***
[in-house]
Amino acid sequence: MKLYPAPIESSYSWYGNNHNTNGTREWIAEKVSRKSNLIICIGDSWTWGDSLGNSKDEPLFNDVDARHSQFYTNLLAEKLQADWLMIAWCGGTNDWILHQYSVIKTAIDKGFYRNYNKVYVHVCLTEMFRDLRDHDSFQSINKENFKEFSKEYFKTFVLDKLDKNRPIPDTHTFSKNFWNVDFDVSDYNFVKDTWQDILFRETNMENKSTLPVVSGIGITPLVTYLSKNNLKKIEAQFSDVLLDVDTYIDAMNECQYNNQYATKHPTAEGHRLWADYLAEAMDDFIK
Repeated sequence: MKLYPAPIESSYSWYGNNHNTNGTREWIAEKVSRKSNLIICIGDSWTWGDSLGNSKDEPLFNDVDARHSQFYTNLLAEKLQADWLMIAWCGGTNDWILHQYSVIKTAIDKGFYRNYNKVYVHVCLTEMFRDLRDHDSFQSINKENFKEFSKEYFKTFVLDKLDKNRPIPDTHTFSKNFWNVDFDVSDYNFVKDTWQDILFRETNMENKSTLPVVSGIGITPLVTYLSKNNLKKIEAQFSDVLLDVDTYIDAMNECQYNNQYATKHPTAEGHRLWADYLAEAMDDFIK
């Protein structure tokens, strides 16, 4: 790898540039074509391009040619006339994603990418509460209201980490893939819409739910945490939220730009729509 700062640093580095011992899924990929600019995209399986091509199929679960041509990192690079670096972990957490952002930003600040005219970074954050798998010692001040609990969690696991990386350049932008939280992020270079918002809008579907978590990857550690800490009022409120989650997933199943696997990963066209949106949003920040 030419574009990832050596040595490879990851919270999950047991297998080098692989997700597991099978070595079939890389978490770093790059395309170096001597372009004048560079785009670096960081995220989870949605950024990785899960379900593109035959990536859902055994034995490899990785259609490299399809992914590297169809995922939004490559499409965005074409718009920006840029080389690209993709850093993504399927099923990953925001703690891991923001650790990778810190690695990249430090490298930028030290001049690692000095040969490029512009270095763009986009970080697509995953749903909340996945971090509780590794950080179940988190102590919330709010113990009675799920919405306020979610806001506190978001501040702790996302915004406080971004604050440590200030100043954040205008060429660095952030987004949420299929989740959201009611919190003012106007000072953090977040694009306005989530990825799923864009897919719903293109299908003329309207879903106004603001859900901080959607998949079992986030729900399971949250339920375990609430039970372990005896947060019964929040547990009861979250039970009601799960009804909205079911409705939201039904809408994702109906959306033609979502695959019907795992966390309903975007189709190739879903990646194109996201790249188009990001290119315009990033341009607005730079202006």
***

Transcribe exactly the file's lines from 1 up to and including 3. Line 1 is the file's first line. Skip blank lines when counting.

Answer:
[in-house]
Amino acid sequence: MKLYPAPIESSYSWYGNNHNTNGTREWIAEKVSRKSNLIICIGDSWTWGDSLGNSKDEPLFNDVDARHSQFYTNLLAEKLQADWLMIAWCGGTNDWILHQYSVIKTAIDKGFYRNYNKVYVHVCLTEMFRDLRDHDSFQSINKENFKEFSKEYFKTFVLDKLDKNRPIPDTHTFSKNFWNVDFDVSDYNFVKDTWQDILFRETNMENKSTLPVVSGIGITPLVTYLSKNNLKKIEAQFSDVLLDVDTYIDAMNECQYNNQYATKHPTAEGHRLWADYLAEAMDDFIK
Repeated sequence: MKLYPAPIESSYSWYGNNHNTNGTREWIAEKVSRKSNLIICIGDSWTWGDSLGNSKDEPLFNDVDARHSQFYTNLLAEKLQADWLMIAWCGGTNDWILHQYSVIKTAIDKGFYRNYNKVYVHVCLTEMFRDLRDHDSFQSINKENFKEFSKEYFKTFVLDKLDKNRPIPDTHTFSKNFWNVDFDVSDYNFVKDTWQDILFRETNMENKSTLPVVSGIGITPLVTYLSKNNLKKIEAQFSDVLLDVDTYIDAMNECQYNNQYATKHPTAEGHRLWADYLAEAMDDFIK